Lectures on the Industrial Revolution in England

Lectures on the Industrial Revolution in England : Popular Addresses, Notes and Other Fragments

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Description

Widely credited as having established the term 'industrial revolution' as a historical concept, Arnold Toynbee (1852-83) was among the most outspoken political economists of the nineteenth century. This volume is a collection of his Balliol lectures and other public addresses, originally published posthumously in 1884. The lectures, often humorous, discuss developments in contemporary political economy, the views of other commentators, and the impact on society of this new discipline; viewed as a collection, they represent one of the first calls for economic history as an academic subject to be studied separately from political history. Given during the early 1880s, the popular addresses treat some of the most important economic topics of the day, from the role of trade unions to the relationship between wages and production. Also included in this book are a preface by the author's wife, and a memoir by his friend and colleague, Benjamin Jowett.show more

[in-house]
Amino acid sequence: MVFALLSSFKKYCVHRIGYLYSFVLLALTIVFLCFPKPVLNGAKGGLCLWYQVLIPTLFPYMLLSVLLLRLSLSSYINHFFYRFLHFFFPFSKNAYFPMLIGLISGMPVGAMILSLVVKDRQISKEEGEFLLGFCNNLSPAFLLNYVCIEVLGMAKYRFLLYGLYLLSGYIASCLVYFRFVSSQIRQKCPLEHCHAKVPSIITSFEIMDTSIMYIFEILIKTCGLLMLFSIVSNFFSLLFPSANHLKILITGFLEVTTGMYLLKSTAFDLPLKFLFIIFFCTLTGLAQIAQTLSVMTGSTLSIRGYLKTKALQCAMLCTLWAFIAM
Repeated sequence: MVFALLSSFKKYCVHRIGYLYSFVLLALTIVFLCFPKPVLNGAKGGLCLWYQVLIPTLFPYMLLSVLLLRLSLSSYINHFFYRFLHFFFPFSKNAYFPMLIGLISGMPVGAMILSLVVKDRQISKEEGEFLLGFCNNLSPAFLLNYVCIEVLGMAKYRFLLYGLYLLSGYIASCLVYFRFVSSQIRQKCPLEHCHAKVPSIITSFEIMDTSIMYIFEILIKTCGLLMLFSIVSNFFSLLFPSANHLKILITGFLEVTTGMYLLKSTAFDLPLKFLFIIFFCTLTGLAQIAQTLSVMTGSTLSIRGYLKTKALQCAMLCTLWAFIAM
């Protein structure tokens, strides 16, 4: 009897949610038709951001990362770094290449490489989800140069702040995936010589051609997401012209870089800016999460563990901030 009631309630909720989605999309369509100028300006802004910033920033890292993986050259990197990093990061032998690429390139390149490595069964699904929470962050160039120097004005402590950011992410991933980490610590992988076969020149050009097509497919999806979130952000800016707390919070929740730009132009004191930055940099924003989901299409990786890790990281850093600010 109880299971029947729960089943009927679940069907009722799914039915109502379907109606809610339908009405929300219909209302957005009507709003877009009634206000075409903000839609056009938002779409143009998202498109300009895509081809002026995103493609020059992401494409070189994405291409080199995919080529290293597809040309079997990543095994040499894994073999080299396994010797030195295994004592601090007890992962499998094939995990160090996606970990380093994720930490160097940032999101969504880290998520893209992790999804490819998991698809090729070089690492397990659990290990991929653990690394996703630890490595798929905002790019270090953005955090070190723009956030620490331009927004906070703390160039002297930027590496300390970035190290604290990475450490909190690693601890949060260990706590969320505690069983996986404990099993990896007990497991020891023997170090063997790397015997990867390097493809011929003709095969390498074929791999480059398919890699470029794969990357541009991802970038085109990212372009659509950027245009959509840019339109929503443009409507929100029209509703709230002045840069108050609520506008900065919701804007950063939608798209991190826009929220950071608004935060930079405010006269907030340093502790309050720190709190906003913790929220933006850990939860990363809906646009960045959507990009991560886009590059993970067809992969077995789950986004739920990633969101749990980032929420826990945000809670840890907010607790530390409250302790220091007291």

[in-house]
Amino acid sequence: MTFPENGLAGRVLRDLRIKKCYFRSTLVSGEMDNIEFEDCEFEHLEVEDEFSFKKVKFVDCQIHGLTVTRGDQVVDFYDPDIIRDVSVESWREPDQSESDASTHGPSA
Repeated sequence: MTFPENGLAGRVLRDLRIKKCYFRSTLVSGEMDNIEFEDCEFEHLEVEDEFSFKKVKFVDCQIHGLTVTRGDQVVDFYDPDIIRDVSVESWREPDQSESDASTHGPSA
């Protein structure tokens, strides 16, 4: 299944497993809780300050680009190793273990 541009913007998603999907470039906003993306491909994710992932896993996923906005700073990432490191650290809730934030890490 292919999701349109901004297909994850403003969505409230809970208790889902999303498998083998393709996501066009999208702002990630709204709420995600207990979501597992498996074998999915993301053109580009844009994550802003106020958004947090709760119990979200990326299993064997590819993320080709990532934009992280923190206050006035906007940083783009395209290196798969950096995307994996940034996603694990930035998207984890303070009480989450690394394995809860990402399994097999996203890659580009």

Product details

  • Electronic book text
  • CAMBRIDGE UNIVERSITY PRESS
  • Cambridge University Press (Virtual Publishing)
  • Cambridge, United Kingdom
  • English
  • 1139094564
  • 9781139094566

Table of contents

Memoir Benjamin Jowett; Prefatory note; Ricardo and the Old Political Economy: 1. The change that has come over political economy; 2. The philosophic assumption of Ricardo; The Industrial Revolution: 1. Introductory; 2. England in 1760 - population; 3. England in 1760 - agriculture; 4. England in 1760 - manufacture and trade; 5. England in 1760 - the decay of the yeomanry; 6. England in 1760 - the condition of the wage-earners; 7. The mercantile system and Adam Smith; 8. The chief features of the revolution; 9. The growth of pauperism; 10. Malthus and the law of population; 11. The wage-fund theory; 12. Ricardo and the growth of rent; 13. Two theories of economic progress; 14. The future of the working classes; Popular Addresses: 1. Wages and natural law; 2. Industry and democracy; 3. Are radicals socialists?; 4. The education of co-operators; 5. The ideal relation of church and state; Notes and jottings; Index; Appendix.show more